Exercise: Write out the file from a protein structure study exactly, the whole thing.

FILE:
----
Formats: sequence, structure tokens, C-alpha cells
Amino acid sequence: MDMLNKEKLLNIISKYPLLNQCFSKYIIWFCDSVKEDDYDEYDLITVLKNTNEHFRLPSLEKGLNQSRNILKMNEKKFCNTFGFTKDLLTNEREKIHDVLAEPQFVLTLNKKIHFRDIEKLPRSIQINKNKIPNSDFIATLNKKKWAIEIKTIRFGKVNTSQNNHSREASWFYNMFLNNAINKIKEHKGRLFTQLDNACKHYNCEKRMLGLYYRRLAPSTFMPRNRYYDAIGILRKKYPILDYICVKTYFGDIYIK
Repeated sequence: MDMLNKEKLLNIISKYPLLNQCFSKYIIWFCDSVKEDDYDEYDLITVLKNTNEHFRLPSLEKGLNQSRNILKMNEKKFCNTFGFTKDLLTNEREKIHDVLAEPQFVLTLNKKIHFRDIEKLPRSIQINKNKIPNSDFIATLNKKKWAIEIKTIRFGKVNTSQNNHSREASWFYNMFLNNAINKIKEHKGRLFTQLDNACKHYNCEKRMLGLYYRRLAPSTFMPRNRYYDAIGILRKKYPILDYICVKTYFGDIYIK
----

Formats: sequence, structure tokens, C-alpha cells
Amino acid sequence: MDMLNKEKLLNIISKYPLLNQCFSKYIIWFCDSVKEDDYDEYDLITVLKNTNEHFRLPSLEKGLNQSRNILKMNEKKFCNTFGFTKDLLTNEREKIHDVLAEPQFVLTLNKKIHFRDIEKLPRSIQINKNKIPNSDFIATLNKKKWAIEIKTIRFGKVNTSQNNHSREASWFYNMFLNNAINKIKEHKGRLFTQLDNACKHYNCEKRMLGLYYRRLAPSTFMPRNRYYDAIGILRKKYPILDYICVKTYFGDIYIK
Repeated sequence: MDMLNKEKLLNIISKYPLLNQCFSKYIIWFCDSVKEDDYDEYDLITVLKNTNEHFRLPSLEKGLNQSRNILKMNEKKFCNTFGFTKDLLTNEREKIHDVLAEPQFVLTLNKKIHFRDIEKLPRSIQINKNKIPNSDFIATLNKKKWAIEIKTIRFGKVNTSQNNHSREASWFYNMFLNNAINKIKEHKGRLFTQLDNACKHYNCEKRMLGLYYRRLAPSTFMPRNRYYDAIGILRKKYPILDYICVKTYFGDIYIK